Before Yukino and Yui and Iroha, there was Totsuka Saika and Hiratsuka-sensei. Oregairu finally gets around to having some sustained scenes between these two and Hikki, but the fact they’re in the margins is proof that Hiratsuka-sensei’s gambit paid off, and Hikki has truly branched out socially. To that end, Hiratsuka-sensei seems poised to leave the school, while Hikki is disappointed Saika can’t find an opening in his schedule for a long-belated date.
Their chat is interrupted by Saki suddenly running out, and the two boys run after her. As expected, Komachi has passed her entry exam, and she collapses into her big bro’s bosom with tears of joy and relief. Saki is also pleased that Taichi passed, though she initially acts like she can’t believe it. When Taichi (re-)introduces himself, Hikki promptly tells him not to call him “onii-chan.”
The subject being a big brother (and having little sisters) is something on which Hikki has very strong and unwavering opinions. When Iroha comes to him hoping to get him to help her out with the prom preparations, he warns Iroha not to rely on Yukino, who doesn’t have the stamina for her workaholic pretensions.
Iroha labels Hikki as overprotective, like a big bro or even dad would be, but notes that no girl is “happy being treated like a little sister.” To Hikki, there is only one woman for whom he is a big brother, and that’s Komachi, because she literally is his little sister. Anyone who uses those terms for anything else needs to “repent”.
Hikki dispenses with Iroha’s notion that he’d one day try to flirt with her by stating “I can’t think of you as a little sister anymore”, and Iroha acknowledges it, albeit not with a little bit of her usual “polite-rejection” act. Iroha gets Hikki to help her out, but not because she’s his little sister.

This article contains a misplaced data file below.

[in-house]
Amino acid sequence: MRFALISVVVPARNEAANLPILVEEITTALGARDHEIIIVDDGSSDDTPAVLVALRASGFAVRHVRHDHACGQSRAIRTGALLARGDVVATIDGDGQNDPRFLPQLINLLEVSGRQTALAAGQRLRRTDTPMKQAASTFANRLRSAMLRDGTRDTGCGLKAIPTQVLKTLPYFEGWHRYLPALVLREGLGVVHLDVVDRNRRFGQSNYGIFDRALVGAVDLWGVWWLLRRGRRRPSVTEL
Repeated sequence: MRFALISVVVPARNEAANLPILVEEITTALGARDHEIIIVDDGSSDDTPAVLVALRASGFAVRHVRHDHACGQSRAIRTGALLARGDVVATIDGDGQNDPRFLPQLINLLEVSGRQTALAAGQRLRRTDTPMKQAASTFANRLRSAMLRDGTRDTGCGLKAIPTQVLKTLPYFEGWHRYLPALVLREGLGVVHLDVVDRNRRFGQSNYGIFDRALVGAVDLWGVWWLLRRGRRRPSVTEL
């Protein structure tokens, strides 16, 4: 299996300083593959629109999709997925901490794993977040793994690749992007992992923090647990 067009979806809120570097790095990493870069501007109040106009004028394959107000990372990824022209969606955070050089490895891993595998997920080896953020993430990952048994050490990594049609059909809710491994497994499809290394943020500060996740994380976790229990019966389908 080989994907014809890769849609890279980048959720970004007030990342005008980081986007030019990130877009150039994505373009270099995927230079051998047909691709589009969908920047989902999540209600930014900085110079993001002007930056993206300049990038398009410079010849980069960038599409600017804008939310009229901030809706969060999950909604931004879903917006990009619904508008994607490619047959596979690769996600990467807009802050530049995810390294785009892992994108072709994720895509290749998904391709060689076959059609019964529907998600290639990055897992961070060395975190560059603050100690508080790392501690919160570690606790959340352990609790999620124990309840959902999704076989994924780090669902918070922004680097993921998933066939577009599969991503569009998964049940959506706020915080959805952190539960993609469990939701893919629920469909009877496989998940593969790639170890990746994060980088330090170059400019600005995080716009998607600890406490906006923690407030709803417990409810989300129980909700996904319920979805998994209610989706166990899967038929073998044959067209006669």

It’s clear Hikki kept his distance from prom prep in part because Yukino really wanted to pull this off on her own, but there’s another more practical reason: he was out of the comms loop due to his virtual non-participation in social media. No matter; if he’s not clear what a “prom” is, Yukino, Yui, and Iroha are fully prepared to show him.
Yukino wants to film some marketing materials for the prom to be used both on social and the official school website. To that end, she’s fitted out the gym/auditorium in full prom regalia, while various boys and girls have been recruited to portray prom-goers dancing and having fun.
This also means dressing the part, and Yukino, not wanting to tax a potential prom king, decides to portray the king herself, in an a suit and tailcoat that’s dapper all get out! I LOL’d at Hikki describing his reflection as a washed-up pianist, but Yukino’s adjustments of his cufflinks and handkerchief make a big difference.
And then there’s Yui, whose gorgeous black-and-white dress is being adjusted by Saki and who does her makeup like this is the real thing. She even feels too self-conscious when Hikki is staring at her intently, but once they’re out on the floor, the lights go down and the music comes up, Yui gets some genuine giddy joy out of this dry-run practice prom, because at least for a few lovely moments, she’s in the arms of the man she likes.
As for Hikki, when the lights turn from blue to red, the music bpms go up and the dancing get more playful and primal, he stands off from the crowd. Now he gets the gist of the prom…and that it’s just not his thing at all! I don’t know how or even if the real prom will resolve the Hikki-Yukino-Yui triangle, but on the matter of Yukino Gettin’ Shit Done, it’s mission accomplished so far!